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Cash-strapped BT today confirmed that it has sold Yell for £2.14 billion.

BT will use the money from the sale - which is considerably less than BT had hoped to get - to reduce its £28 billion debt mountain.

Part of the reason for the lower price tag lies in the recent announcement by the Office of Fair Trading (OFT) that will force Yell to cap ad rate increases in its UK Yellow Pages business at RPI (Retail Price Index) minus 6 per cent for four years from January 2002.

The inflation-busting price cap is far tougher than the RPI minus 2 per cent price cap which is currently in place.

The international directories and e-commerce business has been bought by a newly formed company jointly owned by funds advised or controlled by Apax Partners & Co Ventures Limited and Hicks, Muse, Tate & Furst.

Sir Christopher Bland, BT's new-broom chairman said: "The sale of Yell is good for BT and its shareholders."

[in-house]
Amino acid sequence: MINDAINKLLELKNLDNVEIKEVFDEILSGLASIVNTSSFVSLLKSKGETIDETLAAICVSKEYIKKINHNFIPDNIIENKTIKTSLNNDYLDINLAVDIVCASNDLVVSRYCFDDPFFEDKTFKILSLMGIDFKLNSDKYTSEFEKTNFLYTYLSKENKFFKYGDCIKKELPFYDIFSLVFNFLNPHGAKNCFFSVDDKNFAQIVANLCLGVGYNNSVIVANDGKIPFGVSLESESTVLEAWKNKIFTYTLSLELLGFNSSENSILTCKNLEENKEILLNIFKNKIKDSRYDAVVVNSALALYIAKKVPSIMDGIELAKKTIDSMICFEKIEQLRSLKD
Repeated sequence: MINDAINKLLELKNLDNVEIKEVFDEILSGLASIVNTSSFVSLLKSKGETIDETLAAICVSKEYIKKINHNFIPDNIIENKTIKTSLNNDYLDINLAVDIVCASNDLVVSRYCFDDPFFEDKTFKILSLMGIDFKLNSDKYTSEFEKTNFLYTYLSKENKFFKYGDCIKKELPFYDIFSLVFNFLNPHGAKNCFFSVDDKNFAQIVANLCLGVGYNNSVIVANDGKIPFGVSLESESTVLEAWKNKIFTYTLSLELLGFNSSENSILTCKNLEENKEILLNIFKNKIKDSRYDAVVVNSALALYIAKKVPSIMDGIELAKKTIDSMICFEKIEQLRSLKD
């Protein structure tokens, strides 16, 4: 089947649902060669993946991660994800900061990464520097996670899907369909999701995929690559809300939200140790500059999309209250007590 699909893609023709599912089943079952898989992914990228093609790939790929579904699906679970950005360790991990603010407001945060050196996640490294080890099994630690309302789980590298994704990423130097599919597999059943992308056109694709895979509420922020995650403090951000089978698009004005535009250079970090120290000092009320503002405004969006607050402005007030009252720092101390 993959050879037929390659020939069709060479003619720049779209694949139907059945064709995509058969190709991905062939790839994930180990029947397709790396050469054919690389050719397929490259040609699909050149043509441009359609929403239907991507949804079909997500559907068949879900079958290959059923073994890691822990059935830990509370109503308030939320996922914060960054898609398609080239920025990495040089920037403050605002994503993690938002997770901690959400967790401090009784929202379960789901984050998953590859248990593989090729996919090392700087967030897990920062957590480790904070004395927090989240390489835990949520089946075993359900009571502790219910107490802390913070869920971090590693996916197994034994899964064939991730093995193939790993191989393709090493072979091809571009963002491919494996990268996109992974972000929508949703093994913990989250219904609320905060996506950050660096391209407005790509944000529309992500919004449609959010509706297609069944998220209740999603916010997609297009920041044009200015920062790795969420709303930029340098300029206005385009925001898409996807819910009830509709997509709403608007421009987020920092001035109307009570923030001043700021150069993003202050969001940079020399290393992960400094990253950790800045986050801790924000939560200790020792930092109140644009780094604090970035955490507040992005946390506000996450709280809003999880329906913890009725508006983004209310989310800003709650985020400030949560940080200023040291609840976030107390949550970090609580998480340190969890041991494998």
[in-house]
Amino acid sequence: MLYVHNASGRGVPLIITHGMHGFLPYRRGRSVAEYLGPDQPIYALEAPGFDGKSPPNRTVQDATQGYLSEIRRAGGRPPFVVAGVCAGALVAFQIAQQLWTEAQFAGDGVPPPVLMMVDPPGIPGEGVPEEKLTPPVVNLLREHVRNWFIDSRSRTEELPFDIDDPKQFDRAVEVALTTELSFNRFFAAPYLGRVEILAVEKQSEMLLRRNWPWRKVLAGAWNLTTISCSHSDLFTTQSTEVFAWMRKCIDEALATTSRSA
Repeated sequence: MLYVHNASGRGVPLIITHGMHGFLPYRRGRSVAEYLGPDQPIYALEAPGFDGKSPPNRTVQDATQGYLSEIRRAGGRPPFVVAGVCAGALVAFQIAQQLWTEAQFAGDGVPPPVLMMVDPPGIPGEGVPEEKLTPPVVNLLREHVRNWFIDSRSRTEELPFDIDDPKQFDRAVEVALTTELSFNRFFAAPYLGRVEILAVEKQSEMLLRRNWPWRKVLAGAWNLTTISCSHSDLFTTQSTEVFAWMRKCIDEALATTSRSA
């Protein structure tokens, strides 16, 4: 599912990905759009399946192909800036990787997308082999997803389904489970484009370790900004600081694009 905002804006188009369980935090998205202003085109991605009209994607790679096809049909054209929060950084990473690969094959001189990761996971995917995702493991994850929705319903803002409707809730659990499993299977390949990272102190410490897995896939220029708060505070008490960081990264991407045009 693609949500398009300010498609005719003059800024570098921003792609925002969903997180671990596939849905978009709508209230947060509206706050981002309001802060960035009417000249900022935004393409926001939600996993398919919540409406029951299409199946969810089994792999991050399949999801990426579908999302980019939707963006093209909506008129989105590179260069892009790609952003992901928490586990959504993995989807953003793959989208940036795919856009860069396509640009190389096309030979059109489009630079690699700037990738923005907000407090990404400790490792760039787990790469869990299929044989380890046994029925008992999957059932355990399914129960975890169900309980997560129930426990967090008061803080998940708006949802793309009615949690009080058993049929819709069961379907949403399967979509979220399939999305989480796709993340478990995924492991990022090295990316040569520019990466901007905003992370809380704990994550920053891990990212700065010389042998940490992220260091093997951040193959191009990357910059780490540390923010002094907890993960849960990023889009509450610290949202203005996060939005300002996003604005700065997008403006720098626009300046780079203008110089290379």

Of course, that depends on you definition of "good".

BT's share price fell 8.75pence (1.95 per cent) to 439.25pence by mid morning.

Elsewhere, its been reported that BT is looking at new ways to raise revenue and reduce debt.

The Telegraph claims BT is investigating plans to deliver TV programmes and the Net using its telephone network, something it's been prevented from doing since it was privatised in 1984. The ban was lifted earlier this year, said a BT spokesman, who said that while it was one of a number of ideas being considered.

And the Independent claims BT is looking at becoming a utilities reseller by flogging water, gas and electricity.

If these ideas are already being discussed, then it can only be a matter of time before BT decides to hold a fund raising summer fete. Sir Chris could be sponsored to have his head shaved; punters could pay 50p-a-go to throw wet sponges at CEO Sir Peter Bonfield. And there'd be no shortage of BT old tat for the white elephant stall. ®

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